By: Amanda Salazar
Throwing things out a school window is definitely against the rules.
Unless you’re in Ms. Meriam Sahin’s physics and engineering classes, that is.
That’s because these classes were assigned to design a contraption that would protect an egg as it dropped from a fourth floor classroom window. The goal was for the egg to reach the ground without cracking.
The Egg Drop, as this event was called, was designed to help students better understand what they learn in their science and engineering classes.
“Events such as the Egg Drop allows students to make connections with what they have learned in class to real world situations,” said Ms. Sahin. “Usually in class, concepts are taught and students learn them, however they don’t see how the concepts are connected to their lives and the ideas are abstract. An event such as the Egg Drop allows students to see the connections.”
While the Egg Drop was certainly an educational event, the students involved said that the event was just as enjoyable as any other.
“The most fun part of the Egg Drop was right after we dropped it,” said senior Kelly Young. “We had to run all the way from the fourth floor to the first floor to check and see whether our egg survived. The excitement right after we completed the project and got to see our design in action was definitely the best.”
For junior Taylor Bluestine, she said that the best part of her Egg Drop experience was watching her group’s egg as it fell from the window.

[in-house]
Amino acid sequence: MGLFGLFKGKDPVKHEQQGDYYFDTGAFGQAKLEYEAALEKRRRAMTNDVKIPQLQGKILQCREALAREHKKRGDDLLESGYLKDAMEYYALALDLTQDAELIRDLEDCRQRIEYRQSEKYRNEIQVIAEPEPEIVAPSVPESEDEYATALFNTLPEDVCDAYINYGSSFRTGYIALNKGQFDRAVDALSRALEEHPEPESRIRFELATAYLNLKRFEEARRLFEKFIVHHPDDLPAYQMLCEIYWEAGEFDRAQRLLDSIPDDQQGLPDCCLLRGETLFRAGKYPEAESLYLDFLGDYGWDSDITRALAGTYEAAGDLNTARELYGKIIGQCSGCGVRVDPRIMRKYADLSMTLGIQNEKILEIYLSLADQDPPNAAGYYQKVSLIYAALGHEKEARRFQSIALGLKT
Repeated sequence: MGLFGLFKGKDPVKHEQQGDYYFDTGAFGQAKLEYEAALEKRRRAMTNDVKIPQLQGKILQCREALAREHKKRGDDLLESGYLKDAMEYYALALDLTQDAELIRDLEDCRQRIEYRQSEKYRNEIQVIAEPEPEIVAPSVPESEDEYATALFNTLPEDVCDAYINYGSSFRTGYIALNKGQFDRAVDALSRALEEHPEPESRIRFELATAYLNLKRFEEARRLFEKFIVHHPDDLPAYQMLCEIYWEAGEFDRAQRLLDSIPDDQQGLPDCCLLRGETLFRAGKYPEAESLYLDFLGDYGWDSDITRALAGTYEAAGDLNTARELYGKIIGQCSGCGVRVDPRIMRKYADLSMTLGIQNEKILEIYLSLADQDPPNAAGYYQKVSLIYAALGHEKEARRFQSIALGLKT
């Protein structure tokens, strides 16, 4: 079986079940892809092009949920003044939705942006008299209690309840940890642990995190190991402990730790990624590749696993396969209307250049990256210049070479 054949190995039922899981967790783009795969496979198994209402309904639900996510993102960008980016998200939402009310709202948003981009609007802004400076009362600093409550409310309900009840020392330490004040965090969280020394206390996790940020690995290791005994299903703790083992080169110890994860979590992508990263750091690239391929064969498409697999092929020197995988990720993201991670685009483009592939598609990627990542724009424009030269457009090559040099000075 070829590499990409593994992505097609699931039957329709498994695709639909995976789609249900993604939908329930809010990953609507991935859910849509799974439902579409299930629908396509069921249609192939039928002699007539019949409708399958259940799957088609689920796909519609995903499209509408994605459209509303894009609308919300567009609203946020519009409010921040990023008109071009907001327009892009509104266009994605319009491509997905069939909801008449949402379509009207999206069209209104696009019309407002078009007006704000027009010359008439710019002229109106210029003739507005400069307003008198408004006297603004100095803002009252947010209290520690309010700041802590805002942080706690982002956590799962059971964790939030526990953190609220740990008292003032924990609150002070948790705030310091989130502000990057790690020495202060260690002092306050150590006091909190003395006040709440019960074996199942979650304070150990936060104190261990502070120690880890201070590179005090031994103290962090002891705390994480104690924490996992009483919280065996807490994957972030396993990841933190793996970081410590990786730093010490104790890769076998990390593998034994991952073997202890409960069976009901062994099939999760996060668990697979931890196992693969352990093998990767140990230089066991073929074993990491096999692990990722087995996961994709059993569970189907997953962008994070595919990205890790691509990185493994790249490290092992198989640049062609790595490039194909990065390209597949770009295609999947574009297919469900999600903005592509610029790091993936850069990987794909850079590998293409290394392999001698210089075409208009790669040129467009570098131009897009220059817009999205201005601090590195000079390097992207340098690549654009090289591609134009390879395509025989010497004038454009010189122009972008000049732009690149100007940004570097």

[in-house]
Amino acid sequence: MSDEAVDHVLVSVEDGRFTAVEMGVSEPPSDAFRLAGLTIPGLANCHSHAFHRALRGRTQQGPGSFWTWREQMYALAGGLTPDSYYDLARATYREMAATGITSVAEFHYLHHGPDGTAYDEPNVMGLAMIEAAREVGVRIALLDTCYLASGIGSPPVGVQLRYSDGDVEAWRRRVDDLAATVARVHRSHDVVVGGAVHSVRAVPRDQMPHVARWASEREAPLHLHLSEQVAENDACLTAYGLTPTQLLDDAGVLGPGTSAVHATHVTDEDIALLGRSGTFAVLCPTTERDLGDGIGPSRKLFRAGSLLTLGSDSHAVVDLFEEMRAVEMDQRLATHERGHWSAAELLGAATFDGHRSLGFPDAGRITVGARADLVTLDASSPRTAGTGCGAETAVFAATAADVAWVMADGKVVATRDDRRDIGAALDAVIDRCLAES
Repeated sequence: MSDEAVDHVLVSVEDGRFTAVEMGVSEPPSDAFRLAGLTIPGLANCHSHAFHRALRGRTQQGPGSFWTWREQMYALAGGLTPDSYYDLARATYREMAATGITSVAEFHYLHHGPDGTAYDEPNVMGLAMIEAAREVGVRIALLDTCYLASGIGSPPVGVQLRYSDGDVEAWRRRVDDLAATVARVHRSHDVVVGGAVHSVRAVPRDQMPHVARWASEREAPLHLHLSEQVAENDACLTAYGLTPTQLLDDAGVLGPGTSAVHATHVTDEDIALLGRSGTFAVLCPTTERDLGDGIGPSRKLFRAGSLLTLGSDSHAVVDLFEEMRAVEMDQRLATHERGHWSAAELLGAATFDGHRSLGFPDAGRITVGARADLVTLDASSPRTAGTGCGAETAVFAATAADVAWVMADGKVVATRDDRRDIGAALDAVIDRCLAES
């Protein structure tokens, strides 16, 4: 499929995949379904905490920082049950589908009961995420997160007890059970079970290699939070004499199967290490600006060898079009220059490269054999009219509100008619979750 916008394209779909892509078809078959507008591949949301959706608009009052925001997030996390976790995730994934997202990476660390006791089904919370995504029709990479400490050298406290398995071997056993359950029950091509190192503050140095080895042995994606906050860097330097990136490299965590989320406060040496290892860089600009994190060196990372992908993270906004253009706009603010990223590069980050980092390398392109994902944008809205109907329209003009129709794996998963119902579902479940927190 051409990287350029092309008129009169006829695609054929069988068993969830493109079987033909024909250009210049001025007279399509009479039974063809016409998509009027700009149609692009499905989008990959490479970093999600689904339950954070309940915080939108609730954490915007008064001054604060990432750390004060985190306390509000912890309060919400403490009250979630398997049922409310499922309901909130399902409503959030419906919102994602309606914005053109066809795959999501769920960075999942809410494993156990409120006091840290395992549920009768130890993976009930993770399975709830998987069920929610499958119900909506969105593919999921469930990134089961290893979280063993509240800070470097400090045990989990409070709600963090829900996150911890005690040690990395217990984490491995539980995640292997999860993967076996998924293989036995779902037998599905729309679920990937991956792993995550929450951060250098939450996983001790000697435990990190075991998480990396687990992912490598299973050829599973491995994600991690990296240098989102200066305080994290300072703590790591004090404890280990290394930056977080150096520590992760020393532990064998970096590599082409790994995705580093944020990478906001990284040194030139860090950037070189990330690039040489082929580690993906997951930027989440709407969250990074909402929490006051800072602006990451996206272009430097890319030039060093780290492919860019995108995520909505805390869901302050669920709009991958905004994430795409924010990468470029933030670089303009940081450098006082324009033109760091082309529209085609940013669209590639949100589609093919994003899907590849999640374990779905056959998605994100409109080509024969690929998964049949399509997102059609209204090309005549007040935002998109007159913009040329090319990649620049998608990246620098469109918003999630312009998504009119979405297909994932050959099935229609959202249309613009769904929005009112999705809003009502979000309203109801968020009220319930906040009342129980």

“Dropping it out the window,” Bluestine said. “You see it go down. Maybe it hits someone, maybe it doesn’t, that suspense is the best part of the Egg Drop.”
As far as the preparations for the Egg Drop, the students involved said they had fun creating their contraptions and testing them.
“Creating the actual contraption went pretty well for me, because I had plenty of time to do it in the pre-engineering class,” said Olivia Brandwein, a junior. “The drop itself didn’t go exactly as planned – it hit the side of the building a bunch – but the egg still survived.”
The Egg Drop is not an annual event at Murrow, but Ms. Sahin said that she believes that the Egg Drop and events like it should continue to be held at the school.
“To me it is very important for Murrow to continue to hold educational events such as the Egg drop,” she said. “Events such as these when I was a student at Murrow has helped shaped my career. It brings meaning to what is being taught in class in a creative way and creates interest in the field. It helps students think outside of the box and engineer awesome designs. There were 62 projects and every single one of them was unique in design and structure.”